- ItemObservations on the (un-) constitutionalty of section 118(3) of the local government: systems act 32 of 2000(Juta Law Publishing, 2006-03) Du Plessis, L. M.INTRODUCTION: Can section 118(3) of the Local Government: Municipal Systems Act1 (‘‘the act’’) withstand constitutional scrutiny – in terms of section 25(1) of the Constitution,2 to be more exact? The Constitutional Court – in Mkontwana v Nelson Mandela Metropolitan Municipality; Bissett v Buffalo City Municipality; Transfer Rights Action Campaign v MEC for Local Government and Housing, Gauteng3 (‘‘the Mkontwana case/ judgement’’) – left this question open, expressly and deliberately.4 In the same breath the court found that section 118(1) of the act, the operational stable companion of section 118(3), is not unconstitutional. It has therefore become significant to reflect on the likely constitutional fate of section 118(3) which, at present and at best, can but be guesstimated.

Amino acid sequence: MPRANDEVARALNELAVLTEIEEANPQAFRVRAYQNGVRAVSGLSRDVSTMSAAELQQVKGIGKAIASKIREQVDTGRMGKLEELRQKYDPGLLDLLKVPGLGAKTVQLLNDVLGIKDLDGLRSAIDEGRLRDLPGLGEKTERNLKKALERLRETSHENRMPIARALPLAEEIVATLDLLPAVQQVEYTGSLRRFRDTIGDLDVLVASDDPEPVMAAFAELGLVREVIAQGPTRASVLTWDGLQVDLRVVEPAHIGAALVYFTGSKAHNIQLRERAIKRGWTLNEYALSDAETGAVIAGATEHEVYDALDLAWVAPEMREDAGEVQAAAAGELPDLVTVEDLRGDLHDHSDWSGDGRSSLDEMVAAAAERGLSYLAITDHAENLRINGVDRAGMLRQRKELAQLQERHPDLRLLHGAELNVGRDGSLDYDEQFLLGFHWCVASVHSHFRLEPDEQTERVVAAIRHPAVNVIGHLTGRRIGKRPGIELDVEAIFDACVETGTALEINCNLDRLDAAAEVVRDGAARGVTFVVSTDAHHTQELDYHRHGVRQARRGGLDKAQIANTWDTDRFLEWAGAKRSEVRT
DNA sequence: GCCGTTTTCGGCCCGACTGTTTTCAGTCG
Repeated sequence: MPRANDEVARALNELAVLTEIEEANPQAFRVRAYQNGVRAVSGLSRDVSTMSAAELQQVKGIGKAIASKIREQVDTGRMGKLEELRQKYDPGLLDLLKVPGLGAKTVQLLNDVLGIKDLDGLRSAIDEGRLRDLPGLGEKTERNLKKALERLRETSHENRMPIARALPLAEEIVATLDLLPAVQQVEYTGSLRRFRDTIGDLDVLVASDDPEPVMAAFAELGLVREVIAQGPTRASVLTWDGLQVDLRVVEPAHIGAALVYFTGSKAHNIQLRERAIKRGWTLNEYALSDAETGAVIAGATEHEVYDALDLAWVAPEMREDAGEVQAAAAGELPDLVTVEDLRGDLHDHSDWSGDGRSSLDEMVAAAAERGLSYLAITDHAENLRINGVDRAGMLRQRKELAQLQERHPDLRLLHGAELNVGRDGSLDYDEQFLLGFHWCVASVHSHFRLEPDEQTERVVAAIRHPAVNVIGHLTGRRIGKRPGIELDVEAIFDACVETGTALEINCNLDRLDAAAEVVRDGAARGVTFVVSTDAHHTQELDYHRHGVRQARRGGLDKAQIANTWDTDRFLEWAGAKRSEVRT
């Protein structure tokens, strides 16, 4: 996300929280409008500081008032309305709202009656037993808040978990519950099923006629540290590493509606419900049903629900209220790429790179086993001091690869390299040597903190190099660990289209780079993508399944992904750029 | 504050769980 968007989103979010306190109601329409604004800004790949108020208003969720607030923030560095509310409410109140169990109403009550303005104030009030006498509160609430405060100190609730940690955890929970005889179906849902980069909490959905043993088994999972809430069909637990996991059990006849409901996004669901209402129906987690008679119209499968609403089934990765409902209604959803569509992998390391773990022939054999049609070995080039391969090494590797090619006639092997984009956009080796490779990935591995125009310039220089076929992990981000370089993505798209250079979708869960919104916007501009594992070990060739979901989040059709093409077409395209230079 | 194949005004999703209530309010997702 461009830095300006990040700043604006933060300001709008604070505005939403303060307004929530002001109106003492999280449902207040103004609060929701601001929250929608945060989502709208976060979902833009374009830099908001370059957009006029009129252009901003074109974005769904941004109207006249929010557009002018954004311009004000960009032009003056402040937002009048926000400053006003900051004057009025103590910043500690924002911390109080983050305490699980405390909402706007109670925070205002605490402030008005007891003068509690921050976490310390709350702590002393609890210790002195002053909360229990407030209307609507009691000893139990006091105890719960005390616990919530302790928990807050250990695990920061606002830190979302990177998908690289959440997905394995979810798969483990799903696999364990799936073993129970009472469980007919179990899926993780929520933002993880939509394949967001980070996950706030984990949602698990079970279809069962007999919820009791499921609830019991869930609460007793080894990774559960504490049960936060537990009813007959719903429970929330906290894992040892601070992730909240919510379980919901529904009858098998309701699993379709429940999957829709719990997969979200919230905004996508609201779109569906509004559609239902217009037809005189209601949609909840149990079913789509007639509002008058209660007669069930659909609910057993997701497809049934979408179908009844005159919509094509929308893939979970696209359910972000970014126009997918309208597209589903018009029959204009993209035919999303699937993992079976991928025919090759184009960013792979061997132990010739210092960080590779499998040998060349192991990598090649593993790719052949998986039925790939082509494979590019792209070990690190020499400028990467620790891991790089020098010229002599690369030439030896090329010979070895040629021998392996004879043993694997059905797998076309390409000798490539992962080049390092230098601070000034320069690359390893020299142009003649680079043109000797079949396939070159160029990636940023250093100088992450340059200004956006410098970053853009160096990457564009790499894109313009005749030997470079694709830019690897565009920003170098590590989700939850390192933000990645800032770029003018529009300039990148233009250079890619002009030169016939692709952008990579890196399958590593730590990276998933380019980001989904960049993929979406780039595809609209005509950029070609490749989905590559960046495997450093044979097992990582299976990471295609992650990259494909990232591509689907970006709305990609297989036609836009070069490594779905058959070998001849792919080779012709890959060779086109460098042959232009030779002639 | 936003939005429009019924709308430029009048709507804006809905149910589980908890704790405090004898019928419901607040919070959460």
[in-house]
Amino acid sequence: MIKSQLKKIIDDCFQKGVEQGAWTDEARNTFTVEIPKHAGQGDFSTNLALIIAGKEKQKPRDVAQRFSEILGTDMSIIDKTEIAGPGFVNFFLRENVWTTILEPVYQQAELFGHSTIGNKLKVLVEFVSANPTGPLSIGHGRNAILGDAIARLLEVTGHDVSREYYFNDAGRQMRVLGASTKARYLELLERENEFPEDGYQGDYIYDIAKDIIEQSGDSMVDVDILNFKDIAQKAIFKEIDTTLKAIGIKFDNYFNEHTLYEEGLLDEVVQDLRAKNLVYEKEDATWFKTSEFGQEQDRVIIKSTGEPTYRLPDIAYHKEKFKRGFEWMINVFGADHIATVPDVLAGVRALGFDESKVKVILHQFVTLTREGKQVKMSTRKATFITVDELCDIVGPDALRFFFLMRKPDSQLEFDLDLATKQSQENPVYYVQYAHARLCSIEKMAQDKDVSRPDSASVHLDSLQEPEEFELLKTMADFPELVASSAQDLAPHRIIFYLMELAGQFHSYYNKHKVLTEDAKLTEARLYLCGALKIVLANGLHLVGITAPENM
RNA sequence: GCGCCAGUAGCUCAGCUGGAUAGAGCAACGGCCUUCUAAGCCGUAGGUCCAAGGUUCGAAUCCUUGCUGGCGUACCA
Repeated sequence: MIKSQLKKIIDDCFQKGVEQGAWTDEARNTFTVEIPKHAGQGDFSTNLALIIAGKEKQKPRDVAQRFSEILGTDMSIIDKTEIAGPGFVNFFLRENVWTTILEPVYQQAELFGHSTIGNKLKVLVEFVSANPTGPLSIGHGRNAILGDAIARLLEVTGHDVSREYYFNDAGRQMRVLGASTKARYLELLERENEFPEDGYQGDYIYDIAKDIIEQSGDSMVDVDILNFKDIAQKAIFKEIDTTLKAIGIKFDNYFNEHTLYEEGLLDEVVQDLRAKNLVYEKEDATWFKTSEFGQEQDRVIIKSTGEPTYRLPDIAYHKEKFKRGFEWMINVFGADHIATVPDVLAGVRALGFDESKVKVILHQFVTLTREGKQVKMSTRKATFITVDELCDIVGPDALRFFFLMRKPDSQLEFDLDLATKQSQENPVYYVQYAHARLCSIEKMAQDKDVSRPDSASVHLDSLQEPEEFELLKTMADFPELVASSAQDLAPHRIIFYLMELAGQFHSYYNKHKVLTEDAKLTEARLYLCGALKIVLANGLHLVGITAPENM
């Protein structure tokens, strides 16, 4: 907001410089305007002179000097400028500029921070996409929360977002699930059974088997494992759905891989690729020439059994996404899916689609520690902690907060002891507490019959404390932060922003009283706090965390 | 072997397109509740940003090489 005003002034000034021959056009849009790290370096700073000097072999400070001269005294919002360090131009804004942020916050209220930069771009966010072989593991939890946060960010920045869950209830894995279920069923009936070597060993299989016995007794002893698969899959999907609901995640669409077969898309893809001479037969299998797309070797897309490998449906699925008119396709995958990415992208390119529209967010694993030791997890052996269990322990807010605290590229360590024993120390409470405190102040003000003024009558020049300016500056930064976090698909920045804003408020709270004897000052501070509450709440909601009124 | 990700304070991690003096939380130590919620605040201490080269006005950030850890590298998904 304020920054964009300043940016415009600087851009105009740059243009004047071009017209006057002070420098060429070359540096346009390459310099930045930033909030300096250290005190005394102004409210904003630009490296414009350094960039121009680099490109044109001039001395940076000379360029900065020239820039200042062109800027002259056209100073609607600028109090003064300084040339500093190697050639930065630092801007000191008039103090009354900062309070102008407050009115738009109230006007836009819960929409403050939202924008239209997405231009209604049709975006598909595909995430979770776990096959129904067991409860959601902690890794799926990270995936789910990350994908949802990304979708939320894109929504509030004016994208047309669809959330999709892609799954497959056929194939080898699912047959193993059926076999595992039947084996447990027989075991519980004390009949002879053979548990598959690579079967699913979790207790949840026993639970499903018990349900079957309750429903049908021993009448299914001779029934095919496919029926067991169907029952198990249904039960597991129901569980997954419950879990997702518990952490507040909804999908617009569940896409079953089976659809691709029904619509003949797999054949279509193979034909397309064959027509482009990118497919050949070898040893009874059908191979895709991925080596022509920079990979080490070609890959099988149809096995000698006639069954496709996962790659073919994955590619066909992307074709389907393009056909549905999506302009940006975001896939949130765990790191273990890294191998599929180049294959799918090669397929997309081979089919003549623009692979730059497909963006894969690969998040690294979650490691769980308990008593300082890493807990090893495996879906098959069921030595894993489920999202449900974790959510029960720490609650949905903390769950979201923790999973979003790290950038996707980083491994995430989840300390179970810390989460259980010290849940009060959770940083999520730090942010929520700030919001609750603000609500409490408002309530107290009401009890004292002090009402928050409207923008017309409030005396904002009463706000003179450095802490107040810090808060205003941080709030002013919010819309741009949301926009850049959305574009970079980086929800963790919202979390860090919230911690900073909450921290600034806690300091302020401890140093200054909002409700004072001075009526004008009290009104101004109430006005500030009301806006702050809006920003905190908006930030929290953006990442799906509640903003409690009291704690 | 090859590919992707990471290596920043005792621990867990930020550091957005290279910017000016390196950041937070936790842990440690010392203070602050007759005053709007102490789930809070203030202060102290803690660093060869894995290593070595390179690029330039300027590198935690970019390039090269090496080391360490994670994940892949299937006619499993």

- ItemOor hoe juriste werk met tekste ... en tekste met hulle : enkele gedagtes oor die postmodernisering van Christelik-reformatoriese regsdenke(Scriber Editorial Systems, 2000) Du Plessis, L. M.In this article it is argued that postmodern, Christian-Reformational legal scholarship is possible, in principle, and indeed necessary. Reformational legal scholars are enjoined to account for the implications of the linguistic turn in legal interpretation, namely that meaning is not discovered in a text, but is made in dealing with the text. The meaning of “text” in the light of postmodern insights that traverse the notion of law-texts as autonomous bearers of meaning, is compared with traditional lexicographic notions of the signifier “text". According to the former insights a law-text is a signifier whose possible meanings in specific situations are generated as a result of a dynamic and complex interplay between the text and multifarious other signifiers. A basic distinction is made between narrative and normative lawtexts and the relevance of this distinction is explained.